Rachel Andrew for Barcelona Code School

Today we are posting an interview with Rachel Andrew, a web developer, speaker and author. Rachel is world renown CSS expert and a co-founder of CMS Perch. Beside that, Rachel has her own online CSS course which we highly recommend for everybody interested in learning it deeply. We, of course, we were really curious on how it all started for Rachel. Remember, everybody has been a beginner at some time.

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As BCS is focusing on teaching web development to beginners we are very much interested in how this all started for you? When have you decided to be a developer? And what was you path?

I became a developer pretty much by accident. I trained to be a dancer and intended to work in theatre, ultimately going to work backstage in the West End of London. However, when I became pregnant with my daughter in 1996 I realised that I couldn’t continue to work in theatre. I ended up with a computer because I could type and was considering taking in typing work — typing up essays and so on. I went into the shop for a Word Processor, and was sold a 486 Computer with a 640x480 screen.

The computer meant I could get online and as I wanted to be able to share photos and so on, I built a website. That made me the person who knew about websites and very quickly people were paying me to do this for them. It really just went from there, before I knew it I had taught myself Perl, was pretty decent at installing and configuring Linux and Apache, and I just continued to teach myself things from there.

We know you mostly as being CSS expert and advocate, however you are also a server-side developer with many years of experience. How do you feel about combining these two parts which are often seen as something completely opposite and hard to find in one person? Is CSS your true love vs back-end?

All of these things are just what we use to solve problems. It seems an unnecessary distinction and barrier that people put between front and back-end. I like to solve problems in the best place for them to be solved. It’s worth at least having an understanding of the “other side” because you can then work better with other developers and understand what you can do to help them do their job in a better way, and what to ask for in order for you to do yours.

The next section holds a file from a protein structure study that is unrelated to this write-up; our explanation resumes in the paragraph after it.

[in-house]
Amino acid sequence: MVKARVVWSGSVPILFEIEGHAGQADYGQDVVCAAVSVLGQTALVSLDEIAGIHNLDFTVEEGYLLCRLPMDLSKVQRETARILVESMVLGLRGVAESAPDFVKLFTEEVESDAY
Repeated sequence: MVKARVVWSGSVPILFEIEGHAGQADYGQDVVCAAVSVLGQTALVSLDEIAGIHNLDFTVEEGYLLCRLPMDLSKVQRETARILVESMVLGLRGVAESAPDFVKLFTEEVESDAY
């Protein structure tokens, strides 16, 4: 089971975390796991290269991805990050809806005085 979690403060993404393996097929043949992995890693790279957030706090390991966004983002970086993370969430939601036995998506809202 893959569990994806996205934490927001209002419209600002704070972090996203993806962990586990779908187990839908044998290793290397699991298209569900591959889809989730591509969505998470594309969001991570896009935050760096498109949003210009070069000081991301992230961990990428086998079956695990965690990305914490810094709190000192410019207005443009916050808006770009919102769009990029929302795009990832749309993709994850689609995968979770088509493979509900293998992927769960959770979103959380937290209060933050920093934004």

Speaking of gender inequality in tech, have you ever felt and experienced that yourself? Is it still there or are we passed it? Just recently one of our students mentioned that here in Spain it’s common to ask female job candidates if they are planning to get pregnant or even have a partner to get pregnant with potentially! It sounds ridiculous indeed, do you have any similar horror stories from your life?

I believe that throughout the EU that question is illegal to ask in an interview so the company could find themselves in trouble if asking that.

I don’t feel I am qualified to speak for “women in tech”. Personally I try to help hold the door open for other women, by being a visible woman in the industry and by making myself available to chat to women who are entering the industry, or thinking about it.

When do you think is the right time to learn CSS in depth speaking of a beginner student journey into becoming a web developer? Do you suggest to focus in the beginning on the HTML->CSS->JS order or learn full-stack completely to a certain degree and when master CSS after figuring out the logic behind the apps building process?